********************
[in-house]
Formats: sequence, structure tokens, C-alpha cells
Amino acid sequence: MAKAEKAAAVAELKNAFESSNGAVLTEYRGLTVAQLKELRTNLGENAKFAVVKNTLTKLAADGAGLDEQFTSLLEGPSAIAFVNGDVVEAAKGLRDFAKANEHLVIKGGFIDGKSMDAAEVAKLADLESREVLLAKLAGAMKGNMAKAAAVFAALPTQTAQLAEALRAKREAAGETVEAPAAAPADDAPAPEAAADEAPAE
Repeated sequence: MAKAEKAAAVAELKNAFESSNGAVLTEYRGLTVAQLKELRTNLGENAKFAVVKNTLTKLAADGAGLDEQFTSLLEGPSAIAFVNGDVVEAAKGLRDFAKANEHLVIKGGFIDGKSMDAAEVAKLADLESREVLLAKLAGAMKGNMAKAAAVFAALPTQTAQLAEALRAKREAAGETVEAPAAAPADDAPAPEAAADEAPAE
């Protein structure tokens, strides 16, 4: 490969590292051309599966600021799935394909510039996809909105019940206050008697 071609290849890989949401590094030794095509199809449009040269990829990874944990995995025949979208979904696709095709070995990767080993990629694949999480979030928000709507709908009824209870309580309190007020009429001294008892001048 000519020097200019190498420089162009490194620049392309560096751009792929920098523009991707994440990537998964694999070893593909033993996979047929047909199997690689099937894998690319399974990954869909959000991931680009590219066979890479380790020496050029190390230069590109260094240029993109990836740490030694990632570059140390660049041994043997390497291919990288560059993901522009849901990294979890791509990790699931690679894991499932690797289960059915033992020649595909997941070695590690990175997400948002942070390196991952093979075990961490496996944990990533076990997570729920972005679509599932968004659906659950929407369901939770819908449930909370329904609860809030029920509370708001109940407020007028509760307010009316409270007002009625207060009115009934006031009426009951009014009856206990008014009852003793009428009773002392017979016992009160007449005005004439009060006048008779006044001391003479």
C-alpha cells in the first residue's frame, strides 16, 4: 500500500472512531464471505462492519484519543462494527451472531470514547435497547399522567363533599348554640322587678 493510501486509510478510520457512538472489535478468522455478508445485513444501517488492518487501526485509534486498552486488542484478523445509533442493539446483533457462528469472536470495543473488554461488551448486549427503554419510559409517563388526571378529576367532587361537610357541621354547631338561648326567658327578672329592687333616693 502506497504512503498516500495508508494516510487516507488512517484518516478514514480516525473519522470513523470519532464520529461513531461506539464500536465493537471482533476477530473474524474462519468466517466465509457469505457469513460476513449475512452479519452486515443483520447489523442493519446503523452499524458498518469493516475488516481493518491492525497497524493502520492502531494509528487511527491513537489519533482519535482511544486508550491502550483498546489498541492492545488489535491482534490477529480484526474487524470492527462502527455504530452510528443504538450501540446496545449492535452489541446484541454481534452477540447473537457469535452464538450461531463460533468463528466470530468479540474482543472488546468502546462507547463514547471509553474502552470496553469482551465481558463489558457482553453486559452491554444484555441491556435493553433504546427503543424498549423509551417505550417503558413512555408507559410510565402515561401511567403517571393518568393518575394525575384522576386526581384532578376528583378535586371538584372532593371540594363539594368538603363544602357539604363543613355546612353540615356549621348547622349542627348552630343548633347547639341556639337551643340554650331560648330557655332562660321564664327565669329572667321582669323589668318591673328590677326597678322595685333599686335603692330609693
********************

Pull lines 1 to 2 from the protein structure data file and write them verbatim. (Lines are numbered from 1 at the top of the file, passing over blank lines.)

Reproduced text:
[in-house]
Formats: sequence, structure tokens, C-alpha cells